‘Click-click-click’ then 15 sec­onds of terror on French train

The China Post - - INTERNATIONAL -

Amy and her hus­band Joe were sit­ting qui­etly on the Am­s­ter­damParis Thalys train Fri­day evening when the win­dow be­hind her was shat­tered by a bullet, show­er­ing her with glass.

Another pas­sen­ger, Damien, was read­ing a mag­a­zine when he heard what he de­scribed as a “click-clickclick.”

“I thought it was a toy,” the still­shocked 35-year-old told AFP.

What fol­lowed was 15 sec­onds of con­fu­sion and chaos.

A gun­man armed with a Kalash­nikov had opened fire on the high-speed train, car­ry­ing more than 550 pas­sen­gers — but, al­most be­fore by­standers had time to re­act, he had been over­pow­ered by sev­eral pas­sen­gers.

Two peo­ple were wounded in the strug­gle, in­clud­ing, ac­cord­ing to the U.S. De­fense Depart­ment, a mem- ber of the U.S. mil­i­tary, though it was not clear if they were the same peo­ple who had sub­dued the gun­man.

Ten min­utes later the train stopped at Ar­ras, where po­lice ar­rested the shooter, de­scribed by French in­ves­ti­ga­tors as a 26-yearold from Morocco or of Moroccan ori­gin also armed with an au­to­matic pis­tol and a box cut­ter.

In Ar­ras, stunned pas­sen­gers waited to speak to po­lice as the Red Cross dis­trib­uted bot­tled wa­ter.

“The man stopped be­tween two car­riages, fired and it made a clickclick-click sound, not at all like in the films,” Damien told AFP.

“Then the man, who was barech­ested, re­turned to car­riage 12 and some­one in a green T-shirt, with a shaved head, saw him and jumped on him and pinned him to the ground.”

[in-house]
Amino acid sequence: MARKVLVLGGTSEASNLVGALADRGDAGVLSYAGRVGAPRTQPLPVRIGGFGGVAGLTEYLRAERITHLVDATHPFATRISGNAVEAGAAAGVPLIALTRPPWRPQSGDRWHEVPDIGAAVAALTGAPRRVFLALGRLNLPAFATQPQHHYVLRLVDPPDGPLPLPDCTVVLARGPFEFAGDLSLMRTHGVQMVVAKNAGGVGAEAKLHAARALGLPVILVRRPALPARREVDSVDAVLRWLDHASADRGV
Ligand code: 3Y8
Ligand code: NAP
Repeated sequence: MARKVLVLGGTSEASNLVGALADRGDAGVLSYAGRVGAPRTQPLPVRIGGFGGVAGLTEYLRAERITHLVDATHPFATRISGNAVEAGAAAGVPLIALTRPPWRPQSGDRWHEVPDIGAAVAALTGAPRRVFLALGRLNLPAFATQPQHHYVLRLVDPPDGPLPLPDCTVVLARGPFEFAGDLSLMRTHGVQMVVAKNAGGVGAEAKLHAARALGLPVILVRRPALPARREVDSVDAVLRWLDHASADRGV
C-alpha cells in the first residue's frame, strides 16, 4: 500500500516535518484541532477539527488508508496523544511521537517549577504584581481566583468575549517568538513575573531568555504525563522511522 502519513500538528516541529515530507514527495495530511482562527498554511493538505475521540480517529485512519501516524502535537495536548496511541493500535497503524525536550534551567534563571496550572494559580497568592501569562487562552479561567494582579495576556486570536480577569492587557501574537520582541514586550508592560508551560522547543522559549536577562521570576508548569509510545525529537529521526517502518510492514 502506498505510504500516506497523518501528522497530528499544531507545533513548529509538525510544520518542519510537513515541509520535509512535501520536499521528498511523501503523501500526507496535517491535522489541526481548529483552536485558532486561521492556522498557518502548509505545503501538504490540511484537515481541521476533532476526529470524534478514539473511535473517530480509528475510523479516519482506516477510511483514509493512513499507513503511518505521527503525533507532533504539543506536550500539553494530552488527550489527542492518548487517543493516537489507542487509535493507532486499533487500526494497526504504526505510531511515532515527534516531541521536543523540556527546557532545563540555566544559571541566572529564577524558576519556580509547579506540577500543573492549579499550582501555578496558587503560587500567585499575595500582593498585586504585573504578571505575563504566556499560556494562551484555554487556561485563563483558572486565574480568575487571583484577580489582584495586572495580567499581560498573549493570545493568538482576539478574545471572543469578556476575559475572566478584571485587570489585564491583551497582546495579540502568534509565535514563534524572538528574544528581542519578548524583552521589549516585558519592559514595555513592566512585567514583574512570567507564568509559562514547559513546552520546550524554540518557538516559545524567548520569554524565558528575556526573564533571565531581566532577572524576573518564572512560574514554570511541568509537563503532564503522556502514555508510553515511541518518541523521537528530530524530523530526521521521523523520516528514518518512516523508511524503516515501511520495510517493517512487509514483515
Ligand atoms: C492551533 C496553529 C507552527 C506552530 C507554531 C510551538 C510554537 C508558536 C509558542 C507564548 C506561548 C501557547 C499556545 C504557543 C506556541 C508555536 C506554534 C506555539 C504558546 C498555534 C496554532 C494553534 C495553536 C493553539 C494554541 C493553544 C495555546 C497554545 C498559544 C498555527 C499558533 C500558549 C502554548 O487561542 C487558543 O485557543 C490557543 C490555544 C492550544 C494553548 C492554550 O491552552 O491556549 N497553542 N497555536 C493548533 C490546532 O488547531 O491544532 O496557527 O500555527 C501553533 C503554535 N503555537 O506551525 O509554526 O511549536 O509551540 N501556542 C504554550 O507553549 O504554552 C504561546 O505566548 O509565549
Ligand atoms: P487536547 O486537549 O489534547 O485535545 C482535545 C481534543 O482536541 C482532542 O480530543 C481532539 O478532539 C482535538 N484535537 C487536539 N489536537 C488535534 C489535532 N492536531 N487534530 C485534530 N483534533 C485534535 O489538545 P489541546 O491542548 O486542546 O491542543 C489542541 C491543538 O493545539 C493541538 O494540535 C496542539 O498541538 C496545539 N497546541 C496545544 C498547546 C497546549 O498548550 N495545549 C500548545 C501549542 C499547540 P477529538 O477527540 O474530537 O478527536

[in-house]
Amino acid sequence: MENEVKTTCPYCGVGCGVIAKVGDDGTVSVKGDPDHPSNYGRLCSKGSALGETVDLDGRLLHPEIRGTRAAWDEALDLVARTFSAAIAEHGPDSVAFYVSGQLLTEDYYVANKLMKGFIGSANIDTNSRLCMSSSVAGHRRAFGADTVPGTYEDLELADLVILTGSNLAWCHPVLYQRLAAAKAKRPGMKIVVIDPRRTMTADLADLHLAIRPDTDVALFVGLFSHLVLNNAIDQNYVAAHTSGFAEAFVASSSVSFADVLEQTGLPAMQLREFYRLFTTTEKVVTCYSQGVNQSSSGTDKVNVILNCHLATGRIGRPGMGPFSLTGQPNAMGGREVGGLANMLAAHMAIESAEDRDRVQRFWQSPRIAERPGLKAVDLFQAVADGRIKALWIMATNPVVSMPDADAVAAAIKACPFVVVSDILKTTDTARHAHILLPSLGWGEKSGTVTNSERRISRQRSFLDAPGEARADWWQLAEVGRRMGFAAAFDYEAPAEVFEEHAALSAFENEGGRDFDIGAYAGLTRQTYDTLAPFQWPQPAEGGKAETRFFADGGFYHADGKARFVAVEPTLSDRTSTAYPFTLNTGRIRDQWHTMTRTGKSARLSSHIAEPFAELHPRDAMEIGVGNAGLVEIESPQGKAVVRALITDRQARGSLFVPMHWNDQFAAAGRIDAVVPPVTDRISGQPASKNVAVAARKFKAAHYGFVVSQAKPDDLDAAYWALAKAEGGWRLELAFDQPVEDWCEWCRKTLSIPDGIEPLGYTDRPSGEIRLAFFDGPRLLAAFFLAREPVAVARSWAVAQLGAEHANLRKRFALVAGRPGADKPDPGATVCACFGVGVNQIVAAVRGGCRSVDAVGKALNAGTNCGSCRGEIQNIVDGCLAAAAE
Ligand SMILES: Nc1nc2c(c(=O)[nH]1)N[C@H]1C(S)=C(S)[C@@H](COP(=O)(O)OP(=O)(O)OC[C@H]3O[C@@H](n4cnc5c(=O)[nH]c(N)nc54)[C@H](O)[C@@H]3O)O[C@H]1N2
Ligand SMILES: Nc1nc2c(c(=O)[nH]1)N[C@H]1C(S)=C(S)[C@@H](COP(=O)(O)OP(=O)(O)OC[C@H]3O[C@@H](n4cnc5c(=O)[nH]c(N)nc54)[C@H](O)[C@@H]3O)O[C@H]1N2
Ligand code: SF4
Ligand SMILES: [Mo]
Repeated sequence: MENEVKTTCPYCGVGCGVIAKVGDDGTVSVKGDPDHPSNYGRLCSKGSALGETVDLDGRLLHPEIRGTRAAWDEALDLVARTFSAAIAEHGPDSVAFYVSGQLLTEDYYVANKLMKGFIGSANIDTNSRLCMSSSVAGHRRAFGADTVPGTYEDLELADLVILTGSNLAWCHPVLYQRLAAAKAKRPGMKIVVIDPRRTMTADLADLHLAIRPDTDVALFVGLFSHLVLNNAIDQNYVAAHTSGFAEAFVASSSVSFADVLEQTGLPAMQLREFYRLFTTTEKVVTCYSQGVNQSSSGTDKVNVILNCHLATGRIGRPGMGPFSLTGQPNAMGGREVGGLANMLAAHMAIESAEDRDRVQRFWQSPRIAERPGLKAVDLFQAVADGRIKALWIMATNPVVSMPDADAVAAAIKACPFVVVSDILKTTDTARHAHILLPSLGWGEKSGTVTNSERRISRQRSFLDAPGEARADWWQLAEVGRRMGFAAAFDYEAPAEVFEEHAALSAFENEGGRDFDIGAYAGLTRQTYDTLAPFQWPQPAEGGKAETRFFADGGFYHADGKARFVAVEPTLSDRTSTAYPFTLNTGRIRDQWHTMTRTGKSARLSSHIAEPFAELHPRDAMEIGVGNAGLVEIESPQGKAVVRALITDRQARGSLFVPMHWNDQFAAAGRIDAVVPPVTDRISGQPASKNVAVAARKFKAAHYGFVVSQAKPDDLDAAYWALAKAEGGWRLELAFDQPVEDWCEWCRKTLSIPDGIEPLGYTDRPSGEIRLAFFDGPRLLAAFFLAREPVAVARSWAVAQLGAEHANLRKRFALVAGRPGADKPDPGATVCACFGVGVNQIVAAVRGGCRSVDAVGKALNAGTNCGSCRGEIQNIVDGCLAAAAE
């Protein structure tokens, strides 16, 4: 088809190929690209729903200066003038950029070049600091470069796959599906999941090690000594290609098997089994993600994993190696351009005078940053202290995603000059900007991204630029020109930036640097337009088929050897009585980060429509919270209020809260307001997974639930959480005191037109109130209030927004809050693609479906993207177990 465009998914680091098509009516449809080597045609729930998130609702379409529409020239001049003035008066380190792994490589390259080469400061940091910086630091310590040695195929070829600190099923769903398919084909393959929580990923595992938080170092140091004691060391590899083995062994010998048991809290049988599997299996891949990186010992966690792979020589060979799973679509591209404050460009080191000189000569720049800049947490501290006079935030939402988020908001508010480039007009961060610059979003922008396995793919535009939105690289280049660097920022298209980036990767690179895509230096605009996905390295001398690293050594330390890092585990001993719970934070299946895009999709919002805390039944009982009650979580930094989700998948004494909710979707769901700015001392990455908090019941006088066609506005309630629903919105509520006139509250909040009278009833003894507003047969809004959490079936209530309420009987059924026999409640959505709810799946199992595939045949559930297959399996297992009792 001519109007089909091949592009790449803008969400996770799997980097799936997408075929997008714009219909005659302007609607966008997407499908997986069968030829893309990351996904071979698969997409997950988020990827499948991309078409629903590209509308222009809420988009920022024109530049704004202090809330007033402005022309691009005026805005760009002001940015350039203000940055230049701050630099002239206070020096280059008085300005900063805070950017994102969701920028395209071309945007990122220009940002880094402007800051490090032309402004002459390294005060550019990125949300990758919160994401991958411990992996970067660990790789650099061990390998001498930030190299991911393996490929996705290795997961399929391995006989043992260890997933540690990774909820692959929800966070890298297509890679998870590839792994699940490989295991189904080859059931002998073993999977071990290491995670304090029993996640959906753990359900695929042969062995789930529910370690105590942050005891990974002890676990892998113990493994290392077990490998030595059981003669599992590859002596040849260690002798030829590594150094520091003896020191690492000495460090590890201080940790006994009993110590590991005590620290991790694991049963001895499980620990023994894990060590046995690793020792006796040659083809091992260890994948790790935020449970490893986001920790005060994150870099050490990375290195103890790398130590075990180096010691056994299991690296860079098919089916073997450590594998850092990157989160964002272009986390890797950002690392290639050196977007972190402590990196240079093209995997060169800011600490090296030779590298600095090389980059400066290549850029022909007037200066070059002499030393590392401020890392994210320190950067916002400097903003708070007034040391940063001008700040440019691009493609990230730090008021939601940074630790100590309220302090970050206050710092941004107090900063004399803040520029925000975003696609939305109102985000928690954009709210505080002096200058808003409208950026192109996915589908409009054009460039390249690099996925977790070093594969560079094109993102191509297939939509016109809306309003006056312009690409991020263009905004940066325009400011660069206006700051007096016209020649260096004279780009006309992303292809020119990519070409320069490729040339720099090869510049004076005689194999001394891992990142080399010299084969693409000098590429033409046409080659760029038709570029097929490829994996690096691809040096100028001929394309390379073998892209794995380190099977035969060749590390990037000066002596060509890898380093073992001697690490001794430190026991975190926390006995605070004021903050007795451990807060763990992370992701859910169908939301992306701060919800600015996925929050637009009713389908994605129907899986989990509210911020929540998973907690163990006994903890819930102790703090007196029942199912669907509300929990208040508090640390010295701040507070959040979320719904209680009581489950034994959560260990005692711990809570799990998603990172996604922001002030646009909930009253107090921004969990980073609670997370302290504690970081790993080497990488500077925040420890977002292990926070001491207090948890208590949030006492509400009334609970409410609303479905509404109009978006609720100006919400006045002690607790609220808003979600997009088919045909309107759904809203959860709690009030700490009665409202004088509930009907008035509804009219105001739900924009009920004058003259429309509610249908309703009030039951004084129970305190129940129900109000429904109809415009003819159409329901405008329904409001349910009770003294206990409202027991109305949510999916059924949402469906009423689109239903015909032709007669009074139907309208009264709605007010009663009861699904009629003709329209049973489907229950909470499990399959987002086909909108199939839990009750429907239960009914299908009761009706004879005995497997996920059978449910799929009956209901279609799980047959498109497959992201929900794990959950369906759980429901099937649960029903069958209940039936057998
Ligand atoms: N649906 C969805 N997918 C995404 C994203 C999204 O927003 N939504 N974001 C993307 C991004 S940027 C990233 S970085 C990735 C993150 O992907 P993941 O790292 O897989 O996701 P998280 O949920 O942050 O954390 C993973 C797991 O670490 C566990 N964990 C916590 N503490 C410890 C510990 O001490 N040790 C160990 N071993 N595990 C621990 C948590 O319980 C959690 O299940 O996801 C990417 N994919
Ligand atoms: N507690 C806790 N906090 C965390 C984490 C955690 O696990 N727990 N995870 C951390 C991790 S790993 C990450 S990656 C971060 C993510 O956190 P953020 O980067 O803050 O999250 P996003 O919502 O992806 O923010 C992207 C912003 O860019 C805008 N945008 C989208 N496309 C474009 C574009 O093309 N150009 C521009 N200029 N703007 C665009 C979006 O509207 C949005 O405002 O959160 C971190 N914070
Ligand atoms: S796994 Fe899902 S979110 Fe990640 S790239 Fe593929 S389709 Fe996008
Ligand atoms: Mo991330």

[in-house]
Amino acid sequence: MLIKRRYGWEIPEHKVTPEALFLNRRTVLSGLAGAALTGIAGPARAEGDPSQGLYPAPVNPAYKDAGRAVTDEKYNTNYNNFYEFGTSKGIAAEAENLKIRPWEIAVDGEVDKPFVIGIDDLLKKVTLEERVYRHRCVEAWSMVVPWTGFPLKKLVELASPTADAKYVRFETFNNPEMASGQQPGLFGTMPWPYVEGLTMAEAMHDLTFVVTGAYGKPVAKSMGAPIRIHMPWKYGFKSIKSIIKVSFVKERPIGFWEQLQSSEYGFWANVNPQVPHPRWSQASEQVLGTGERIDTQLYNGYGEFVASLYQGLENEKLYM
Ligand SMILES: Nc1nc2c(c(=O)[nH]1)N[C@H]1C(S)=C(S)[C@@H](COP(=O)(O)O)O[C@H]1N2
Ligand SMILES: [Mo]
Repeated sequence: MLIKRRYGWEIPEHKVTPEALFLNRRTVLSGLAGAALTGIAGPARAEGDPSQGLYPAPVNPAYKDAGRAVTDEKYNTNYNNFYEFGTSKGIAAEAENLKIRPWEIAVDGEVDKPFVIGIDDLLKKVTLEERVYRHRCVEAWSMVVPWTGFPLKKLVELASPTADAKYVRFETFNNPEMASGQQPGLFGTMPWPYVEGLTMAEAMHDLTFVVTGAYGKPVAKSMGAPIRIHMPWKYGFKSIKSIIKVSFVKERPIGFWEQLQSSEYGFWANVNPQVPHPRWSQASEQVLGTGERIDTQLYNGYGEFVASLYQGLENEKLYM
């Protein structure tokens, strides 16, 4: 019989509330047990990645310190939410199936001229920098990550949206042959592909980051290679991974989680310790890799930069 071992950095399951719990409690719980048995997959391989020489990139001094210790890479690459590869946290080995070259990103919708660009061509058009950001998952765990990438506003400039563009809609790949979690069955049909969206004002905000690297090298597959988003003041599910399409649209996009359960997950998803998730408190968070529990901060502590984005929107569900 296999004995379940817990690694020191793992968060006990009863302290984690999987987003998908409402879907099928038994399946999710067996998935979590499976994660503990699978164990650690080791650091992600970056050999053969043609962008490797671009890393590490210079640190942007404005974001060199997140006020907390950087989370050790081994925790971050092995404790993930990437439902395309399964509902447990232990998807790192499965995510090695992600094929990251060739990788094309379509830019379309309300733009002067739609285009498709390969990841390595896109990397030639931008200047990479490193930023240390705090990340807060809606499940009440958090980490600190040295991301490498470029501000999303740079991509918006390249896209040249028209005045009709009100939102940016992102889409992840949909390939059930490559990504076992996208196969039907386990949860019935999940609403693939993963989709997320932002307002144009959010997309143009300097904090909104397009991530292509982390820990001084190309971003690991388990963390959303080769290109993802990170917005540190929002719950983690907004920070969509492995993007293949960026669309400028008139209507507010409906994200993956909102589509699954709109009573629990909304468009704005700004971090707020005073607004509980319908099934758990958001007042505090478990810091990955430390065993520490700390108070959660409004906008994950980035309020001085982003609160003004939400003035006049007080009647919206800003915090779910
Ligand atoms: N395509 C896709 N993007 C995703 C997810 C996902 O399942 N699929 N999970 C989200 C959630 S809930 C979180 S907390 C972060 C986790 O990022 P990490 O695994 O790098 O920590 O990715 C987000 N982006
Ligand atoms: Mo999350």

The en­tire scene, he said, “did

not last more than 15 sec­onds.”

‘Blood was ev­ery­where’

Christina Cath­leen Coons, an Amer­i­can tourist, said she had been in car­riage 12 when the shots rang out.

“I heard gun­shots, prob­a­bly two, and a guy col­lapsed,” she re­counted.

“There was a woman in the back­ground, per­haps 40 years old, with her hus­band — I saw the glass over her break be­cause of the shot,” the 28-year-old New Yorker said.

“A guy fell on the ground and blood was ev­ery­where, ap­par­ently he was hit in the neck.”

Pressed to the floor of the car­riage, she quickly be­gan snap­ping pic­tures on her smart­phone — im­ages that swiftly went around the world.

“I thought there was go­ing to be a shoot-out on the train,” she said.

Lau­rent, a 40-year-old from Paris who was in the next car­riage, said Thalys staff rushed into his car.

“A lady came into our train shout­ing ‘he was shot, he is los­ing blood, is there a doc­tor?’” he said.

Lau­rent knew first aid — but he hes­i­tated, he said, un­sure if the gun­man was still on the loose.

Once it emerged that the shooter had been sub­dued, he went to help.

“I saw a per­son on the ground, another per­son had made a tourni­quet around his neck, I saw him move,” he said.

Another per­son lay re­strained on the ground, he said, re­fer­ring to the shooter.

A woman nearby was pan­ick­ing, he said, won­der­ing why the train con­tin­ued to move and help did not come. “There was a lot of panic.”

Amy, the Amer­i­can tourist who had been sit­ting be­neath the win­dow when it was shat­tered by the bullet, was be­ing com­forted by her hus­band Joe.

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